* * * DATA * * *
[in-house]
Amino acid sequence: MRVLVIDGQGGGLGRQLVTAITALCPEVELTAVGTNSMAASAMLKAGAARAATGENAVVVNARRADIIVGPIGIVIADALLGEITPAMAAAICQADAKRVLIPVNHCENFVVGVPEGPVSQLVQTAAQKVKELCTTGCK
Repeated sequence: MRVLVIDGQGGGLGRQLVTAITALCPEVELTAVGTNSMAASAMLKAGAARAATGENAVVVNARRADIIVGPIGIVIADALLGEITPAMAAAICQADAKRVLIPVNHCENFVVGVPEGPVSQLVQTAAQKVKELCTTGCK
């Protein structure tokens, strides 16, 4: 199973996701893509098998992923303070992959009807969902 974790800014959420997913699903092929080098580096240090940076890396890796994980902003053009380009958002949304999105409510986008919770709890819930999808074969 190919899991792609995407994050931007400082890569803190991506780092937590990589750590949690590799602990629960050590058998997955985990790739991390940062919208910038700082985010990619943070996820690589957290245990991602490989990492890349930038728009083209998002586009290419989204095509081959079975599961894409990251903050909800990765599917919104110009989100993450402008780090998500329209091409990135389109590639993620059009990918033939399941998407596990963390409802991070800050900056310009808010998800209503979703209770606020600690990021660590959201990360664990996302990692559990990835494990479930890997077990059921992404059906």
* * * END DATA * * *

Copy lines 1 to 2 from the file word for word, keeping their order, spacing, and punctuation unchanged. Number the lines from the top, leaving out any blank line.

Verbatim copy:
[in-house]
Amino acid sequence: MRVLVIDGQGGGLGRQLVTAITALCPEVELTAVGTNSMAASAMLKAGAARAATGENAVVVNARRADIIVGPIGIVIADALLGEITPAMAAAICQADAKRVLIPVNHCENFVVGVPEGPVSQLVQTAAQKVKELCTTGCK